August 10, 2022

Military activity in Russia spotted in satellite photos as tensions rise in Ukraine

Military activity in Russia spotted in satellite photos as tensions rise in Ukraine
Military activity in Russia spotted in satellite photos as tensions rise in UkraineMilitary activity in Russia spotted in satellite photos as tensions rise in Ukraine

Helicopters in Belgorod in Russia, as seen on Feb. 13, 2022.

Helicopters in Belgorod in Russia, as seen on Feb. 13, 2022. (Image credit: Satellite image ©2022 Maxar Technologies)

Satellites can see military activity in Russia from space. 

Russia’s military activity continues to spark international concern and conversation. Russia has now sent military troops into Ukraine for “peacekeeping” operations, Russian President Vladimir Putin announced on Monday (Feb. 21). 

As military and political action is taken here on Earth, satellites in orbit can see what goes on from space. In recent images captured between Feb. 13 and Feb. 18, satellites operated by Maxar Technologies observed military activity across Belarus, Crimea and western Russia, all of which border Ukraine.

Related: How Russia’s Progress spaceships work (infographic)

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Helicopter deployment in Valuyki, Russia as seen on Feb. 15, 2022.

Helicopter deployment in Valuyki, Russia as seen on Feb. 15, 2022. (Image credit: Maxar Technologies)
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Helicopter deployment and troops in Valuyki, Russia as seen on Feb. 15, 2022.

Helicopter deployment and troops in Valuyki, Russia as seen on Feb. 15, 2022. (Image credit: Maxar Technologies)
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A close view of air defense units in Belarus, observed from space on Feb. 14 2022.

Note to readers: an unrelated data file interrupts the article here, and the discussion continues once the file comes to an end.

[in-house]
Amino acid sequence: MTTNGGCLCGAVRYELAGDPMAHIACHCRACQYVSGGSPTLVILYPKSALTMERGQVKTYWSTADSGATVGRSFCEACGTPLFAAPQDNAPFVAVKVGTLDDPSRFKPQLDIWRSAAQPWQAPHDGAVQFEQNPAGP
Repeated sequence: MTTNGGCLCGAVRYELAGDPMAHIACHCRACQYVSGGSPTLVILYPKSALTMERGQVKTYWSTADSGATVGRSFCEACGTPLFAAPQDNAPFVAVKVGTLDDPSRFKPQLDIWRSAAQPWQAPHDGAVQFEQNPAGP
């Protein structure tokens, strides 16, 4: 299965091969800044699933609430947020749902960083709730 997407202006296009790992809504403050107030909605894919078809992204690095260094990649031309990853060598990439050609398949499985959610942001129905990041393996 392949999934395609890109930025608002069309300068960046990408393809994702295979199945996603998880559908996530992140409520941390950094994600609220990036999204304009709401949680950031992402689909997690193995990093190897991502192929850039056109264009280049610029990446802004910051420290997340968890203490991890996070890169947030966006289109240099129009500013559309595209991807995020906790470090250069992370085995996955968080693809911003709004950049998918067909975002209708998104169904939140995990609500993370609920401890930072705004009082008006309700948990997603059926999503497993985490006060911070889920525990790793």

A close view of air defense units in Belarus, observed from space on Feb. 14 2022. (Image credit: Maxar Technologies)
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Drone technology at Luninets Air Base in Belarus, observed on Feb. 14, 2022.

Drone technology at Luninets Air Base in Belarus, observed on Feb. 14, 2022. (Image credit: Maxar Technologies)
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Ground attack aircraft at Luninets Air Base in Belarus, as seen on Feb. 14, 2022.

Ground attack aircraft at Luninets Air Base in Belarus, as seen on Feb. 14, 2022. (Image credit: Maxar Technologies)
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Helicopters at Lida airfield in Belarus, as seen on Feb. 16, 2022.

Helicopters at Lida airfield in Belarus, as seen on Feb. 16, 2022. (Image credit: Maxar Technologies)
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Helicopters in Belgorod in Russia, as seen on Feb. 13, 2022.

Helicopters in Belgorod in Russia, as seen on Feb. 13, 2022. (Image credit: Maxar Technologies)
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Helicopters by Lake Donuzlav in Crimea.

Helicopters by Lake Donuzlav in Crimea. (Image credit: Maxar Technologies)
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The Millerovo Air Base in Russia on Feb. 15, 2022.

The Millerovo Air Base in Russia on Feb. 15, 2022. (Image credit: Maxar Technologies)
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Luninets Air Base in Belarus as seen on Feb. 14, 2022.

Luninets Air Base in Belarus as seen on Feb. 14, 2022. (Image credit: Maxar Technologies)
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A convoy of armored equipment in Crimea as seen on Feb. 18, 2022.

A convoy of armored equipment in Crimea as seen on Feb. 18, 2022. (Image credit: Maxar Technologies)
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Tents and a field hospital in Novoozernoye in Crimea as seen on Feb. 18, 2022.

Tents and a field hospital in Novoozernoye in Crimea as seen on Feb. 18, 2022. (Image credit: Maxar Technologies)

After Russia’s movement into Ukraine on Monday, today (Feb. 22) at a White House briefing, U.S. President Joe Biden described the action as “the beginning of a Russian invasion of Ukraine,” and took action to authorize new economic sanctions and send U.S. troops to the Baltics, according to Vice.

While these images show military activity from before Russia began sending military troops into Ukraine, they detail a significant fleet of military technology and resources in these three nations. 

The activity and resources that can be seen in these images include deployed helicopters, tents, ground attack aircraft, air defense units, vehicle convoys and more, Maxar Technologies shared in an emailed release alongside the satellite images. 

Email Chelsea Gohd at cgohd@space.com or follow her on Twitter @chelsea_gohd. Follow us on Twitter @Spacedotcom and on Facebook.